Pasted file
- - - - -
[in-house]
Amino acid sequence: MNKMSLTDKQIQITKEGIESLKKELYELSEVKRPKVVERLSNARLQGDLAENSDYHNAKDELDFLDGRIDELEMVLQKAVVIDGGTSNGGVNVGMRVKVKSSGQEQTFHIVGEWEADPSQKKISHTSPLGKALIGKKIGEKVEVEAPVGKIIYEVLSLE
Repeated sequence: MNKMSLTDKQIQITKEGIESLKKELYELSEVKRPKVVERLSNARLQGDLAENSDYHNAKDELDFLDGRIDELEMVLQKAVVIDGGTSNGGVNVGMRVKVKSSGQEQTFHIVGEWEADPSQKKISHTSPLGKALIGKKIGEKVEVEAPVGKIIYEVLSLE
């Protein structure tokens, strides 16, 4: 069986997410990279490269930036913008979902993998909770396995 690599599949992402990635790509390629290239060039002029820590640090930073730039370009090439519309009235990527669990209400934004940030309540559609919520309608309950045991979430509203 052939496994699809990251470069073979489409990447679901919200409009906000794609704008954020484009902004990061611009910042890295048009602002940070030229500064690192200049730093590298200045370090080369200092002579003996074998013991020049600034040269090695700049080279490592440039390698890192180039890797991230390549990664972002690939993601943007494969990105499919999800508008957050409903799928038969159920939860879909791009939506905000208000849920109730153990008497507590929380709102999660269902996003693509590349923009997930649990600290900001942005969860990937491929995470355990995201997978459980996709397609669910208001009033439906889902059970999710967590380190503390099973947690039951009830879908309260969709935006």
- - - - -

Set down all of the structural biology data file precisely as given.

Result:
[in-house]
Amino acid sequence: MNKMSLTDKQIQITKEGIESLKKELYELSEVKRPKVVERLSNARLQGDLAENSDYHNAKDELDFLDGRIDELEMVLQKAVVIDGGTSNGGVNVGMRVKVKSSGQEQTFHIVGEWEADPSQKKISHTSPLGKALIGKKIGEKVEVEAPVGKIIYEVLSLE
Repeated sequence: MNKMSLTDKQIQITKEGIESLKKELYELSEVKRPKVVERLSNARLQGDLAENSDYHNAKDELDFLDGRIDELEMVLQKAVVIDGGTSNGGVNVGMRVKVKSSGQEQTFHIVGEWEADPSQKKISHTSPLGKALIGKKIGEKVEVEAPVGKIIYEVLSLE
């Protein structure tokens, strides 16, 4: 069986997410990279490269930036913008979902993998909770396995 690599599949992402990635790509390629290239060039002029820590640090930073730039370009090439519309009235990527669990209400934004940030309540559609919520309608309950045991979430509203 052939496994699809990251470069073979489409990447679901919200409009906000794609704008954020484009902004990061611009910042890295048009602002940070030229500064690192200049730093590298200045370090080369200092002579003996074998013991020049600034040269090695700049080279490592440039390698890192180039890797991230390549990664972002690939993601943007494969990105499919999800508008957050409903799928038969159920939860879909791009939506905000208000849920109730153990008497507590929380709102999660269902996003693509590349923009997930649990600290900001942005969860990937491929995470355990995201997978459980996709397609669910208001009033439906889902059970999710967590380190503390099973947690039951009830879908309260969709935006």